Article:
From that location, Mr. Phal stated, he moved to Chhroy Changvar Bridge, then ran off to Chen Damdek pagoda where he was staying to grab some belongings. The civil party recollected that the Khmer Rouge requested that he leave Phnom Penh for three days because they needed to reorganize the city, not to bring many possessions, and to head to Prek Kdam ferry crossing. He recalled taking the ferry to Pa’av district office near Pa’av market and suffering from a fever during his trip. Mr. Phal told the court he had to pick some bitter leaves along the road and ground, cook, and drink them for medicine. The civil party described seeing the bodies of police, soldiers, and civilians; he also witnessed Khmer Rouge soldiers at the wheel of three Chinese trucks driving villagers from Prek Kdam to Pa’av district, one of which overturned, killing several passengers. At Pa’av market, Mr. Phal testified that the Khmer Rouge selected some Lon Nol soldiers for education sessions and at Pa’av people had to report their biographies and occupations to Khmer Rouge soldiers. “I was also asked what I did and I told him that I was an agent, a civil servant,” he added.
At this point, Mr. Koppe observed that the civil party was reading from a document while answering the question, prompting International Civil Party Co-Lawyer Beini Ye to reply that they knew of no restrictions on the use of statements prepared before the hearing or on civil parties reading statements. “In Case 001, during the impact hearings, civil parties were actually reading statements,” she noted. Mr. Koppe said the defense did not have a problem with statements being read but that people should be aware that statements were being read, rather than questions being answered. After Ms. Ye informed the chamber that the document was a statement that Mr. Phal wrote in preparation with his lawyers so that he would not forget important information, the chamber allowed the civil party to resume speaking.
Continuing, Mr. Phal stated that at Pa’av pagoda he lied about his identity, telling the Khmer Rouge that he was a “reserve agent candidate in the government” and a private, after which he was sent to Pdao village in Kampong Cham. “At that place, I saw the Lon Nol soldiers who did not hide their identity, those from the rank of major lieutenant, lieutenant, and captain were taken away one after another,” he recounted. “These people, after providing all the truthful information, were taken away by motorbikes.” Though the Khmer Rouge requested his biography, he concealed his identity after noticing that many former police and soldiers had disappeared and been executed. Mr. Phal said he did not know what happened to those taken away by motorbike.
Ms. Soworn asked about the identity of people whose bodies Mr. Phal saw along the roadside during the evacuation. The civil party replied that he witnessed a truck driver who had been shot dead by Khmer Rouge soldiers while still in the driver’s seat at Chen Damdek pagoda, dead soldiers in black uniforms scattered along the road after he passed Chhroy Changvar bridge, and a pile of dead soldiers in a classroom east of Prek Pneu market. After later leaving Prek Pneu, Mr. Phal recollected seeing dead bodies of soldiers and civilians – some of whom were young, old, or sick – near barbed wire along the road before he reached Prek Kdam. The civil party described feeling terrified when he was asked for his biography, thinking of the dead bodies along the road. “My hands were trembling, and I thought that I would die soon,” Mr. Phal answered.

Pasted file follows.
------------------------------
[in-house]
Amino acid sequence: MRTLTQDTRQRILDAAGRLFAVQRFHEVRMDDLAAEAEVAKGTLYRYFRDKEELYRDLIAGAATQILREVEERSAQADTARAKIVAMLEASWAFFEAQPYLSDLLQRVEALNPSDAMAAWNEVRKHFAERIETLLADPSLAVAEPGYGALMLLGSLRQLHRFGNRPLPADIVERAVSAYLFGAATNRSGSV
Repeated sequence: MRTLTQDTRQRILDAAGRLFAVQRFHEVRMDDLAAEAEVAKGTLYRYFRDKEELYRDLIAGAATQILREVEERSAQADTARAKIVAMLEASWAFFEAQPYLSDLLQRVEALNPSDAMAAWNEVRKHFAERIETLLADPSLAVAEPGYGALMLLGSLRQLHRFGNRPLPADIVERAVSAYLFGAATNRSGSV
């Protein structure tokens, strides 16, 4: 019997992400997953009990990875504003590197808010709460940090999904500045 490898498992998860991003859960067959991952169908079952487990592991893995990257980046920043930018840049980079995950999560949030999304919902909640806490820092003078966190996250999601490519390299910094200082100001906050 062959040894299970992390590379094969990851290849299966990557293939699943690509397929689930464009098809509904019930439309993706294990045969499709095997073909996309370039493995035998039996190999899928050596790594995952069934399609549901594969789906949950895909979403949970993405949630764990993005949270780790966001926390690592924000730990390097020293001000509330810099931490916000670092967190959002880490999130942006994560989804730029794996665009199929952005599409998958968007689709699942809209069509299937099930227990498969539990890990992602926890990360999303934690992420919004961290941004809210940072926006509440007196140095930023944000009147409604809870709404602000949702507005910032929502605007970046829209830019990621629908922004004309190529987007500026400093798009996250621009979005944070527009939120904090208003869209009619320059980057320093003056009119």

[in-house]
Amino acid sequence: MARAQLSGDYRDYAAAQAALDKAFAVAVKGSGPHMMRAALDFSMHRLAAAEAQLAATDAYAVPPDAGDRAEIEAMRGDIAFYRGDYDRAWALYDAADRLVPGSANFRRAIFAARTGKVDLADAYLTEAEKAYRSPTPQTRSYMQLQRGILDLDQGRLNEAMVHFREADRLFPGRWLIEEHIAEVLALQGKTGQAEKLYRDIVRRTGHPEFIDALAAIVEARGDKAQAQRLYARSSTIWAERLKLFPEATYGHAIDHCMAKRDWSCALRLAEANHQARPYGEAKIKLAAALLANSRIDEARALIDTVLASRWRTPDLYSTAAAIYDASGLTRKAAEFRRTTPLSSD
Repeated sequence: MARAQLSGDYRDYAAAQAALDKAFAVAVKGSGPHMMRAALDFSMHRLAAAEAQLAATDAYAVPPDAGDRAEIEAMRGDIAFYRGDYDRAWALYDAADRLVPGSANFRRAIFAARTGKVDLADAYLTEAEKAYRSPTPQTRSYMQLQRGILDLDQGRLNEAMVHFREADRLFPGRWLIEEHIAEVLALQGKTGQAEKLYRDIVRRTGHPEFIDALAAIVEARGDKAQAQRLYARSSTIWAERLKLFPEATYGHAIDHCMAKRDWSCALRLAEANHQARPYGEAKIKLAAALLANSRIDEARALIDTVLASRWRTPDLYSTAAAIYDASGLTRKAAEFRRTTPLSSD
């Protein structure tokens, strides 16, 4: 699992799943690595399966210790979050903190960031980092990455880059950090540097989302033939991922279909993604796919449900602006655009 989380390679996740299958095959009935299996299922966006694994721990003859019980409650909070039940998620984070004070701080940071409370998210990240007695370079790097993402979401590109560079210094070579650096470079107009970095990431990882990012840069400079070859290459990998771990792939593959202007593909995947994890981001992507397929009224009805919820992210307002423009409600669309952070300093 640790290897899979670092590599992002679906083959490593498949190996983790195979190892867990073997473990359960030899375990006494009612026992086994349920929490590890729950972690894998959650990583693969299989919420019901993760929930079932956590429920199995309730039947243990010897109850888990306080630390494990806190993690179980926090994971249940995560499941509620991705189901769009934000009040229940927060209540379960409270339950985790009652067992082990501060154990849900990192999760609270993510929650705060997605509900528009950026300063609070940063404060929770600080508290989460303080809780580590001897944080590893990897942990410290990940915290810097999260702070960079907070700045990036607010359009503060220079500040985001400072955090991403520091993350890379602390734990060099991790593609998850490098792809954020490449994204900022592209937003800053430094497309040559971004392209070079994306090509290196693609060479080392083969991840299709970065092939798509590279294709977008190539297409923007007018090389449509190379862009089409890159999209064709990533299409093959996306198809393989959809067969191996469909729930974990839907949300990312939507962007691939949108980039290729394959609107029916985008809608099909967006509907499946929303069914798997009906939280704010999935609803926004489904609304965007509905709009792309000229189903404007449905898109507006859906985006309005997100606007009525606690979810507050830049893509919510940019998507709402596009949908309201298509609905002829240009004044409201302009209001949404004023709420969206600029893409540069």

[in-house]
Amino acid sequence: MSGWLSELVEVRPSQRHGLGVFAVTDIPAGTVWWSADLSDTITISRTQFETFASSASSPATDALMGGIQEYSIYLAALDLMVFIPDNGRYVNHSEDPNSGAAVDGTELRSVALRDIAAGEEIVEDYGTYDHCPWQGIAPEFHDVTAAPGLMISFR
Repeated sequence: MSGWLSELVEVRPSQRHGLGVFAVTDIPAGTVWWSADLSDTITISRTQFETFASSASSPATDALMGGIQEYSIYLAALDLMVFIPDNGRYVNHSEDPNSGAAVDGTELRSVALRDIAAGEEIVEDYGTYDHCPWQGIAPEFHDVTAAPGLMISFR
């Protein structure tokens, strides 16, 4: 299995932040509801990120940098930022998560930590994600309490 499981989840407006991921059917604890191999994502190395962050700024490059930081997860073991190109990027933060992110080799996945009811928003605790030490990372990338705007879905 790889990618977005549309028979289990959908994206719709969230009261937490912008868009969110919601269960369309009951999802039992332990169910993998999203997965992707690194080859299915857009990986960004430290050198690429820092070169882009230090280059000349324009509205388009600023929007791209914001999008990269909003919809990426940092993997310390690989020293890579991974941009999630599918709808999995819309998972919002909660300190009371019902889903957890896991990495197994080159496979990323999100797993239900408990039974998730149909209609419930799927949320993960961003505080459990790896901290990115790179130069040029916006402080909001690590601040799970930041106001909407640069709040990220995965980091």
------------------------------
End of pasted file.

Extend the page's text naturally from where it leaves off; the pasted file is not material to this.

Physical and Psychological Health during and after DK
Ms. Soworn inquired about Mr. Phal’s health during the evacuation, to which the civil party replied that he was pale, emaciated, and hungry, with a fever and high temperature. Mr. Phal recalled that he picked leaves from along the road, ground them, and swallow them. He testified that his health deteriorated throughout the regime and he grew thin because he did not have enough food to eat. “The situation was miserable – I was by myself without any support,” he added. “Those acts do have an impact on my current health status. Every time I recall the event, I become trembling and I cannot think of anything else.”
Asked about his psychological status under the Khmer Rouge, Mr. Phal responded that he was concerned even today and his body trembled and chest felt heavy whenever he recalled the events. He testified that he lost his beloved father during the Khmer Rouge period; his aunts, uncles and relatives also died, and his fiancée was no longer with him. Mr. Phal stated that the acts of the Khmer Rouge made him suffer greatly and he missed his family. The regime destroyed everyone, Mr. Phal added, and the country would have prospered without it.
After the regime fell, the civil party said, he became a teacher and is now very poor because of his bad health and physical ailments. When asked why it was important for him to testify, Mr. Phal replied that he carried the burden of pain with him for more than 30 years and the court was the only chance for him to reveal the truth. He pressed the court to find justice for him. Regarding reparations, Mr. Phal requested the construction of a stupa to store the remains of his relatives, parents, and other Cambodians who died, a library with documents for the younger generation to study and understand the Khmer Rouge regime, and a free medical treatment card.
Khieu Samphan Responds at Length to Yos Phal
Prompted by his lawyer, Mr. Phal posed six questions to the two accused:
- Why did the Khmer Rouge kill so many people in Cambodia;
- Why were people forced to work “like animals” without rest regardless of age and with insufficient food;
- Why were people forbidden to eat what they planted, then educated and killed if they did;